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House and Senate Matters Remaining

November 11, 2010

The elections are over but here are several questions concerning issues like rules and leadership of the next Congress that have yet to be resolved.

In the House, there is a fight going on between Steny Hoyer (MD) and James Clyburn (SC) for the number two post in the Democratic caucus. In the majority, Hoyer served as Majority Leader (the number two) and Clyburn was the Majority Whip (the number three). However, you lose one leadership position when you lose the majority. Nancy Pelosi, despite calls from some moderate Democrats (remaining), looks likely to remain the Democratic leader serving as Minority Leader, leaving Hoyer and Clyburn to fight it out in the game of musical chairs.

According to reports, Bennie Thompson has joined much of the Black Caucus in supporting Clyburn (who is also a CBC member). Hotline on calls shows 51 public commits for Hoyer, 13 for Clyburn.

And here is the list of Democrats who have said they will oppose Pelosi as their House Leader. There are 17 Democrats so far. Thompson isn’t on there and we have no reason to believe he would not be supporting her.

On the Republican side it looked like there may be the first Tea Party vs. establishment showdown for the GOP Conference Chair post. However, Michele Bachmann (MN) ended her bid to challenge Jeb Hensarling (TX) yesterday and endorsed the Texas Republican. By virtue of having the support from incoming Majority Leader Eric Cantor (VA) and others in the GOP leadership, Hensarling was given the title of “establishment” by some (mainly detractors I suppose). That would be news to most people; Hensarling is one of the most conservative members of the House, he just doesn’t make as many appearances on TV or at rallies as Bachmann does.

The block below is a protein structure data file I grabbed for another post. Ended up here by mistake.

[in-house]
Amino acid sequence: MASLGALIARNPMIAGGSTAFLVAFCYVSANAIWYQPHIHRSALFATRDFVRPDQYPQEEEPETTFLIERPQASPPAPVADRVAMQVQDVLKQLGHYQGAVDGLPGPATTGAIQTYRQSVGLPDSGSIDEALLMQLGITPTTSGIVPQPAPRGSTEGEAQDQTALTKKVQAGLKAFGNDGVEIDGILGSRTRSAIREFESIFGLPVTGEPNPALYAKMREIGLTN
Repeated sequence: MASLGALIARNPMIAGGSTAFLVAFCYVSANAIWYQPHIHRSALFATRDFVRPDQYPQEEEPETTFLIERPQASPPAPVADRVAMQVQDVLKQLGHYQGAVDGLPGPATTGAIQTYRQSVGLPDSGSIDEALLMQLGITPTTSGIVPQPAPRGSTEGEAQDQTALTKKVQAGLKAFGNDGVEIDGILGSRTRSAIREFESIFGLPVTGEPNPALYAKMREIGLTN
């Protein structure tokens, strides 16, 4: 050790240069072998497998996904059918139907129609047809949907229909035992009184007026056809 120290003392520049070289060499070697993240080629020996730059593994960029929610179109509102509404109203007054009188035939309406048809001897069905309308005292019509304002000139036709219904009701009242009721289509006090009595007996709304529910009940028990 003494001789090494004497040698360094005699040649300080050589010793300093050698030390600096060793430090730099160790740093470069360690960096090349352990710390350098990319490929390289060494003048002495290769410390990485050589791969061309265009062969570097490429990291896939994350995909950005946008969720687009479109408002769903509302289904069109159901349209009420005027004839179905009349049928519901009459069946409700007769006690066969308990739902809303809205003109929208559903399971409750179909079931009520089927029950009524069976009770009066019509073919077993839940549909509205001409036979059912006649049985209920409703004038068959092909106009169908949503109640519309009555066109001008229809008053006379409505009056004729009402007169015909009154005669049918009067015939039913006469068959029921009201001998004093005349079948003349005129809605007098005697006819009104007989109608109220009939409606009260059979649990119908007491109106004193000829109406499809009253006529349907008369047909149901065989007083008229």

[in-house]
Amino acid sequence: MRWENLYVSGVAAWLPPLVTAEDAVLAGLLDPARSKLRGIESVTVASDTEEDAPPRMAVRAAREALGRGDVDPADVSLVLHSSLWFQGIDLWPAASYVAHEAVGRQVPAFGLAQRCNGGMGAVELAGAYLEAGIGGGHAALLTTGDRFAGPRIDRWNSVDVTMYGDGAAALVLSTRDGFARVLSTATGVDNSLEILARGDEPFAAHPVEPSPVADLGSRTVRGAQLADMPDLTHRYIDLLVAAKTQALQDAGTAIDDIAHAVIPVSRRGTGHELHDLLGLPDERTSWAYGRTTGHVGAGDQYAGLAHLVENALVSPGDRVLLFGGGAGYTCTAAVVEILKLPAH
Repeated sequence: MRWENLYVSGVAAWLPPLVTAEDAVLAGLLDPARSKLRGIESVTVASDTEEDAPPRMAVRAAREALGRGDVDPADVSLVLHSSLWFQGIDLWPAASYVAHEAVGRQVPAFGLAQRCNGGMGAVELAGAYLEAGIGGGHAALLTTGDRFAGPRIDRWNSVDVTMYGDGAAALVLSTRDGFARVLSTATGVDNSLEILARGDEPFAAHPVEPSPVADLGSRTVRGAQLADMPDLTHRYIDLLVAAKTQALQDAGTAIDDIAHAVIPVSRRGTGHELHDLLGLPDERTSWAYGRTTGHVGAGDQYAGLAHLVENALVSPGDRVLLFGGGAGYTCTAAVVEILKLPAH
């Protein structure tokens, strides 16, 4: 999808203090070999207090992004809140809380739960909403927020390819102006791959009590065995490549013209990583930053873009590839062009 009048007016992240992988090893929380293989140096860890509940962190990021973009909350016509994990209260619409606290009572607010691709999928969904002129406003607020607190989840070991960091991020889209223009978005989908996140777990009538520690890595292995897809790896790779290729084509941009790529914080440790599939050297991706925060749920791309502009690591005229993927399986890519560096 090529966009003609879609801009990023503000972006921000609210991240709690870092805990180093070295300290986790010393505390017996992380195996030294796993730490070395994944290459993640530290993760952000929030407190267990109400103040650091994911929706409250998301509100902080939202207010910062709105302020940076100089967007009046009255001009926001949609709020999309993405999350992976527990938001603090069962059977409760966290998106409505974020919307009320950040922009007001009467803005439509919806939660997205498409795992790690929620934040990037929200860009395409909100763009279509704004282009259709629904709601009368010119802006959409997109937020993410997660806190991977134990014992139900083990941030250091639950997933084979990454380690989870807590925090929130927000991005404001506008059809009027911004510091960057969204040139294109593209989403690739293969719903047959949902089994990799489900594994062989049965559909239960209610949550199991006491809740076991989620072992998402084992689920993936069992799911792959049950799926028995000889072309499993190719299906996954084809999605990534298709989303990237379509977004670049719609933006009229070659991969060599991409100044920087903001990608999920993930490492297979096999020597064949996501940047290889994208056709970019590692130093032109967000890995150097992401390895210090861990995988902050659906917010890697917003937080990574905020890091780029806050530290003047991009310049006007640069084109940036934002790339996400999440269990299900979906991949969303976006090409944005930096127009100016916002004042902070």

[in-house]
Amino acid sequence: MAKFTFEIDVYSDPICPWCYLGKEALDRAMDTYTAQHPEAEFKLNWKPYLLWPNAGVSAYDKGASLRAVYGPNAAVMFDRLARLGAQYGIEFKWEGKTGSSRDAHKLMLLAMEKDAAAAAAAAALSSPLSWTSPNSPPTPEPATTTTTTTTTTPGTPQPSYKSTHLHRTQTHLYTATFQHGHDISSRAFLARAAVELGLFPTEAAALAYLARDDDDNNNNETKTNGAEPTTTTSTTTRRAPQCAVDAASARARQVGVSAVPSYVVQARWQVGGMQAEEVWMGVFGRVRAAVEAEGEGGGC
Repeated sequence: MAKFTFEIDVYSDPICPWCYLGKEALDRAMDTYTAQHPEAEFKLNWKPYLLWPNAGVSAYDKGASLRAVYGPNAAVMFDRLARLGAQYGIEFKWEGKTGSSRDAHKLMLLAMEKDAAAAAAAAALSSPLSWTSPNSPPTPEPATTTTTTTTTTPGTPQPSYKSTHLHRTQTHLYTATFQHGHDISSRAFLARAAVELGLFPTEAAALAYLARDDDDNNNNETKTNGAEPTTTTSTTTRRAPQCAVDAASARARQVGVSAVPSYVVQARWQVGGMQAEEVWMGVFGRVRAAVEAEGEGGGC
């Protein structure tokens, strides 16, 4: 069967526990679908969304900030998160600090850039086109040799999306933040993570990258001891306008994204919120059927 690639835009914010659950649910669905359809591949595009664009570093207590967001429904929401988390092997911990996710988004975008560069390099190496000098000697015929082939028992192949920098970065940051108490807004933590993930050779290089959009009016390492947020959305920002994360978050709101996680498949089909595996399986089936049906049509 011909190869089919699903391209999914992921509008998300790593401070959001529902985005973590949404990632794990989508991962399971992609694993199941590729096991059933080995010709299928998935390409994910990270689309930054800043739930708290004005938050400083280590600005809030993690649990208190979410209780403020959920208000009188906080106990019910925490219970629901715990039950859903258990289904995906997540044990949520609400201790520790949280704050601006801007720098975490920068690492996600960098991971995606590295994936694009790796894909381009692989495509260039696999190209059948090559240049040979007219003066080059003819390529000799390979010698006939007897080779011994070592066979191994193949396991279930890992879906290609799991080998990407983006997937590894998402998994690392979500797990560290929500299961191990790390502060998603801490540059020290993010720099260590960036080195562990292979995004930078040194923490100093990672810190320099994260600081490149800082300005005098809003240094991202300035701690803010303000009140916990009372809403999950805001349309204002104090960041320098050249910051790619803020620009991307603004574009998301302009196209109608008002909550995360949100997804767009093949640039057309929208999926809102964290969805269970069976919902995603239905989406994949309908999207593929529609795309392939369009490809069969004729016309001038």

But still, the threat was there and the media would have enjoyed the angle of the story. As for Alan Nunnelee and Steven Palazzo, they are able to avoid a potential fight that may have angered some before they were even sworn in.

But a GOP fight that is certainly there and will be drawn out is a proposed earmark moratorium in the Senate. This is simply a conference decision; Republicans only. Led by Jim DeMint (SC), he wants the GOP to swear off earmarks. In a conference of 47 Republicans, it will take 24 members supporting this for passage. As opposed to binding legislation, this is technically not enforceable. Therefore, the GOP could vote to do away with earmarks yet members could still ask for them setting up a potentially ugly situation. Further, as I said, this is Republicans only so Democrats could (and will) still receive earmarks.

Thad Cochran is opposed to DeMint’s proposal. I have not seen an official position from Roger Wicker, but you would have to imagine he is also against this.

6 Comments leave one →
  1. TheSilenceIsConsent permalink
    November 11, 2010 3:11 pm

    Just another reason to replace both of them.

  2. jimmy glover permalink
    November 12, 2010 11:45 am